1. Sometimes the well runs dry. I like to say that Sundays keep coming. There’s one of them every week. That means there’s always a sermon, liturgy, and/or Bible class to prepare. Every. Single. Week. It means there might be seasons when creativity and drive take a dive. But you have to push through. At times like those it’s best to receive inspiration from others. Sometimes being around other pastors, doing reading outside of theology, and simply taking a walk are what it takes to get things moving again. Don’t be afraid to experiment with things that might work for you.
  2. Nothing should surprise you about anyone. I’ve heard it all. Sometimes people tell me things about themselves that they are afraid or embarrassed to tell. They really shouldn’t be. I’ve come to the recognition and realization that we are all poor miserable sinners in need of the forgiveness that Jesus won for us on the cross. Nothing that anyone ever says to me could surprise me. I need God’s forgiveness as badly as anyone else. Because I know what that forgiveness means to me, I’m always happy to be the vessel who delivers it to those who need it most.
  3. Be ready to offer all the personal forgiveness you can muster. People can be mean and hurtful. The ones who are mean and hurtful are usually struggling with their own personal difficulties and struggles. Though the things people say and do to a pastor can sometimes be nearly debilitating, the best thing to do is to recognize “hurt people hurt,” and to respond with (sincere) love and forgiveness. It’s easier said than done, but do it.
  4. After God, your family comes first. There were times early in my ministry when I did things that unnecessarily took away time from my family. It took me a while to learn that though the congregation is important, my family is more important. When everything is said and done the congregation won’t always be there. Your family always will be. They deserve not just “quality time,” but quantity of time.
  5. There will always be someone to support you. Over the years I’ve had my share of “different” ideas and have made bad decisions. There have been times when I have not always put forth the best effort. Sometimes mean people (see #3) have taken over my thoughts and have ruined days. But without fail I have always had people who have supported me, my ministry, and my family. They have prayed for me and told me they were. People have surprised us with far too generous gifts and have written the kindest notes. I’m certain that the Lord sees to it that though we live and serve amongst sinful people we are given the gift of those who have our back. It’s comforting to know.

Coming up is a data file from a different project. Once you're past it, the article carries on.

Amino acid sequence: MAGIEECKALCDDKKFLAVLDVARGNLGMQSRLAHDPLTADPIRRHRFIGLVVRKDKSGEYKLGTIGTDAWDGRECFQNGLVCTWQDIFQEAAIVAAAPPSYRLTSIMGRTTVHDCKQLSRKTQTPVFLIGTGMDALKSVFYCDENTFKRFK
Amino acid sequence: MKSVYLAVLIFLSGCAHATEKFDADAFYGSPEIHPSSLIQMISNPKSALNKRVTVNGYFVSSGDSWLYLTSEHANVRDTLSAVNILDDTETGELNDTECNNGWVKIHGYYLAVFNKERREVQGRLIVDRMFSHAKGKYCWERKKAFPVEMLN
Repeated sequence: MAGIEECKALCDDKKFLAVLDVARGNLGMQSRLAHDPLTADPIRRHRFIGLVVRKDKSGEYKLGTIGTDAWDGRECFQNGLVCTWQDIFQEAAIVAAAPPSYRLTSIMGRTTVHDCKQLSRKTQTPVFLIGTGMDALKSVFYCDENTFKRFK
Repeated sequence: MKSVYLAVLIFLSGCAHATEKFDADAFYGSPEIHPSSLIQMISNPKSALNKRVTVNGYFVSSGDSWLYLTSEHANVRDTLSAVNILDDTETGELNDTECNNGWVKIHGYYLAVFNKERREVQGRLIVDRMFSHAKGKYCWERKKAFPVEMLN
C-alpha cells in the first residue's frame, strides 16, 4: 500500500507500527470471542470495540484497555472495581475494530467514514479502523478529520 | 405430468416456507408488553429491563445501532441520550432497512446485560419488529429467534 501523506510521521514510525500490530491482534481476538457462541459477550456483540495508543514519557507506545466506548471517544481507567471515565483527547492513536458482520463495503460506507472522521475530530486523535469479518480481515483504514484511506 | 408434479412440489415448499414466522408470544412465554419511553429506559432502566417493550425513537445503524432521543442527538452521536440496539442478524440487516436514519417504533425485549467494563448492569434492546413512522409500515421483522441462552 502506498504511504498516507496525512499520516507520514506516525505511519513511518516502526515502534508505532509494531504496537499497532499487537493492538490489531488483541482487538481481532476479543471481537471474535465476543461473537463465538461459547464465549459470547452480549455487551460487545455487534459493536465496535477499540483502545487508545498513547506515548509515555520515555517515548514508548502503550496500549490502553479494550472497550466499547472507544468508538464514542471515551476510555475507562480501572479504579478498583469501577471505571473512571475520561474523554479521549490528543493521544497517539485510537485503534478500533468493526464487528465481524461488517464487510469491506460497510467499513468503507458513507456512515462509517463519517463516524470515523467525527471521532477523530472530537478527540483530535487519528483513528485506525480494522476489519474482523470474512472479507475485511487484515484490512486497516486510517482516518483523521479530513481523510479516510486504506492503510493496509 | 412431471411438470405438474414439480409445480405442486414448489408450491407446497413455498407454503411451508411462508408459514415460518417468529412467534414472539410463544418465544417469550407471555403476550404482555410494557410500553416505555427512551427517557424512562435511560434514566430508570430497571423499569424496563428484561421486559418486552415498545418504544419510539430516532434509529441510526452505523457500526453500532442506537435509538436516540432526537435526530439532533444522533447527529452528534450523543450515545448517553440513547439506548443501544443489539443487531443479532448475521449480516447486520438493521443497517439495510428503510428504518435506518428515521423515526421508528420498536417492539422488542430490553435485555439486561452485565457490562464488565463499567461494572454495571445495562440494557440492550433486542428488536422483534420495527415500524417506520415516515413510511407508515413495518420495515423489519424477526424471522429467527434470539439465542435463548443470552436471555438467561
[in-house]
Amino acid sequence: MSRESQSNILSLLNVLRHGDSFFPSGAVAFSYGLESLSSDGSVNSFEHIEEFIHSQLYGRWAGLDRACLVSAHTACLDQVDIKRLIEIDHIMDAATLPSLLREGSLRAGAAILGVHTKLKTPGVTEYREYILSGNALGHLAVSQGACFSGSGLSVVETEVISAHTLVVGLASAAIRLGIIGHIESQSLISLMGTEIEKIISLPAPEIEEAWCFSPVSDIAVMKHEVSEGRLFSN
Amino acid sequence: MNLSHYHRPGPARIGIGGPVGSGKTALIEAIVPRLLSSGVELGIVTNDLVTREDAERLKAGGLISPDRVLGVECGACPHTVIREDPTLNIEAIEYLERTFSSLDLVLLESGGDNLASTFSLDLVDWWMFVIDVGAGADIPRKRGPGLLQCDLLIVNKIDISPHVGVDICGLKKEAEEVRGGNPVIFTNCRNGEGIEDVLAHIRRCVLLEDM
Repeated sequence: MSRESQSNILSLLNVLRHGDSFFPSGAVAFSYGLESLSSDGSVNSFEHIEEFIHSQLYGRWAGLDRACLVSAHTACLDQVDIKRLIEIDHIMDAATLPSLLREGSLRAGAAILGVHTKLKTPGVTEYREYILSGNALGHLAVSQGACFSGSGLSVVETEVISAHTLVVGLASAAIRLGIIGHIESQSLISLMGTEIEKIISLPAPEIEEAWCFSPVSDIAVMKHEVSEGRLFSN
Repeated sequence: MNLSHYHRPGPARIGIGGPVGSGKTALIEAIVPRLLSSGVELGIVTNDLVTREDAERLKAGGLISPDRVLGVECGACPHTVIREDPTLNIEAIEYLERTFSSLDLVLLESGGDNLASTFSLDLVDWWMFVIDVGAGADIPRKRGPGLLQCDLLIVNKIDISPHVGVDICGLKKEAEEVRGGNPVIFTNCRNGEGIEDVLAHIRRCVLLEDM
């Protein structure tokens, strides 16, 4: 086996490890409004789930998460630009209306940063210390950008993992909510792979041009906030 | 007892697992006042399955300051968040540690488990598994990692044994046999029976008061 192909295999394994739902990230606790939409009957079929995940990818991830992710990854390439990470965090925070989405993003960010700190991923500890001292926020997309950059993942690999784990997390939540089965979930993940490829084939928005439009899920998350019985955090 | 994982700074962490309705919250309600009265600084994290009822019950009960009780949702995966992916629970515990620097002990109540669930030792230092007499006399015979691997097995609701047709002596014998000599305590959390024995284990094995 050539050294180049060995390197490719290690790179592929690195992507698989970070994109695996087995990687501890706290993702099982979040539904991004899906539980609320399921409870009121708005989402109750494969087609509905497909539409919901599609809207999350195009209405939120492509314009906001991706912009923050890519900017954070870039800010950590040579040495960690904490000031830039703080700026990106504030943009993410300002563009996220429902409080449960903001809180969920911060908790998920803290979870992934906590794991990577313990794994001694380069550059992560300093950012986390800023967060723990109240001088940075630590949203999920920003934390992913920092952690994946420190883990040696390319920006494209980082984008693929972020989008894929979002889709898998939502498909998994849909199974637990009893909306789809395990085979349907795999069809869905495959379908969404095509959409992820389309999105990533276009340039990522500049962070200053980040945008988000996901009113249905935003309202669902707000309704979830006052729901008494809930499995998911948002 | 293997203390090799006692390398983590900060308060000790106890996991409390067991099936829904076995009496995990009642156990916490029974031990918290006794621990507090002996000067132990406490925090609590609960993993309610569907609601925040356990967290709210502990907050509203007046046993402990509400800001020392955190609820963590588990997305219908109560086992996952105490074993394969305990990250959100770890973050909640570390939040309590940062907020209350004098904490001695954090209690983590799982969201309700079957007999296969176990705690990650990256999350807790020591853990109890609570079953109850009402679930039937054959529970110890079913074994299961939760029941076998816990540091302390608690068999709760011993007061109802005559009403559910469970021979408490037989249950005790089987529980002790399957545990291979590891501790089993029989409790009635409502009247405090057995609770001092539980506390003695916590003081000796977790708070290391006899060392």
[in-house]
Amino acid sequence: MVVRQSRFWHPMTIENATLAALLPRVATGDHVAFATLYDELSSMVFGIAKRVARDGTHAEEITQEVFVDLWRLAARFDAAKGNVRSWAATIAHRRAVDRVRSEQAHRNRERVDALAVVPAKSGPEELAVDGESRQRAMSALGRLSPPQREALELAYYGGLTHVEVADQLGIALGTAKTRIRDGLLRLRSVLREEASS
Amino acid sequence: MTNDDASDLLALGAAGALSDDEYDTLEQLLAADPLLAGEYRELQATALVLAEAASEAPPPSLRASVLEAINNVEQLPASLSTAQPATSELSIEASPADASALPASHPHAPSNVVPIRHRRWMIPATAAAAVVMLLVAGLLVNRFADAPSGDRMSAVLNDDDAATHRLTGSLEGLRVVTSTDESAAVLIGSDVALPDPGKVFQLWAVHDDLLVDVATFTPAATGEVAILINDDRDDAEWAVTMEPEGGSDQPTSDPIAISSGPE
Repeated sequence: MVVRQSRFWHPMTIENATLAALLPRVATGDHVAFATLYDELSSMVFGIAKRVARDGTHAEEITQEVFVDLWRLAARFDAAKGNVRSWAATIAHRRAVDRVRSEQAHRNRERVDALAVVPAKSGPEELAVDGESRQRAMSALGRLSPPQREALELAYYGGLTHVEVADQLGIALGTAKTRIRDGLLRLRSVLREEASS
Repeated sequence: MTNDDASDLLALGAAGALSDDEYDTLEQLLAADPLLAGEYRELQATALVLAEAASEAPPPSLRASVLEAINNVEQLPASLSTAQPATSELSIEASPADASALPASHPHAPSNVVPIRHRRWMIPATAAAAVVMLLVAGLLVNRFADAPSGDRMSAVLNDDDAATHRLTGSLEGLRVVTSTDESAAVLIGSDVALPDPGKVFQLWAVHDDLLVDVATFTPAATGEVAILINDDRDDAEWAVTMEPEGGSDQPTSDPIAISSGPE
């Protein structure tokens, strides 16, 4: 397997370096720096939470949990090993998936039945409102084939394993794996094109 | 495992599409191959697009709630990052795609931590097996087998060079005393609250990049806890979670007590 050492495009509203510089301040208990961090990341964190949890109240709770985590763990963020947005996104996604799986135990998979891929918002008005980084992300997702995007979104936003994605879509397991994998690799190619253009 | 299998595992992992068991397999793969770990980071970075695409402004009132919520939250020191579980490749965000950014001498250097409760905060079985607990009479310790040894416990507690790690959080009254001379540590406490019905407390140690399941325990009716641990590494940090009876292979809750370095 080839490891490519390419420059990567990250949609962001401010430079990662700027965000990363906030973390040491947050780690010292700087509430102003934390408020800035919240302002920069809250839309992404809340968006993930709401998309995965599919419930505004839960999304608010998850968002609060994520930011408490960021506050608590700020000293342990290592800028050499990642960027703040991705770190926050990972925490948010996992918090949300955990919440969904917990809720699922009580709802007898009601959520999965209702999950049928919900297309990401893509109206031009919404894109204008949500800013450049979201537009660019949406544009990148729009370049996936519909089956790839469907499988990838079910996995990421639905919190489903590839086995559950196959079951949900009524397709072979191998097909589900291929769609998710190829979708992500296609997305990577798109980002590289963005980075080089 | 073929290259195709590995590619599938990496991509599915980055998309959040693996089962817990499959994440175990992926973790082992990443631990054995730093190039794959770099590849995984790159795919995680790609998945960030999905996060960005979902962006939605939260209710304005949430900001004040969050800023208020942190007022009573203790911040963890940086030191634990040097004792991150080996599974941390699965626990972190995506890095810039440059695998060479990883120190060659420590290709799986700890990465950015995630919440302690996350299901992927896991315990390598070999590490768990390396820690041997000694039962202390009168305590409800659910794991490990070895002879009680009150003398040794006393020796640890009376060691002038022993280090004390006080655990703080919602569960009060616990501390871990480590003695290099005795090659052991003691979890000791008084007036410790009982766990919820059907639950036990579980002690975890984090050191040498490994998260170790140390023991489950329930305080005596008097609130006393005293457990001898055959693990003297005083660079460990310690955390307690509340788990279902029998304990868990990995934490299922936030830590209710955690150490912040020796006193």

Though I can’t go back and re-live these past 25 years, I take comfort in the fact that there have been many lessons learned. I hope that I can share those lessons with others. And I pray that I will continue to learn important lessons as my ministry continues.

What are some of the things you wish you would have known as you began your career?

Why it Takes a Village to Write a Book

I’m not a big fan of the saying: “It takes a village to raise a child.” Sometimes the “village” has values of which I am not too fond. Having said that, I’m a big fan of using a village to help write a book. My new book, Fully and Creatively Alive: How to Live a More Joyfully Fulfilling Life, was just released yesterday. You can buy it here. I couldn’t have done it without a great deal of help.


Now that my book has been published, I want to recognize the people that helped me make it happen.

  1. Allison Fallon and Author Launch. When I first had the idea to write a book, I found this platform that provides a step-by-step process to help authors write books. It’s a series of videos helping authors through each and every step of writing a book. Without this invaluable tool I wouldn’t have a book today. Author Launch has become Author Guides, and you can find it here.
  2. A team. I had four people who read the book along the way, helped with advice, promotion, minor editing, and various kinds of help. The team included Brian Fricke, Tim Wesemann, Tanner Olson, and Leah Mitchell.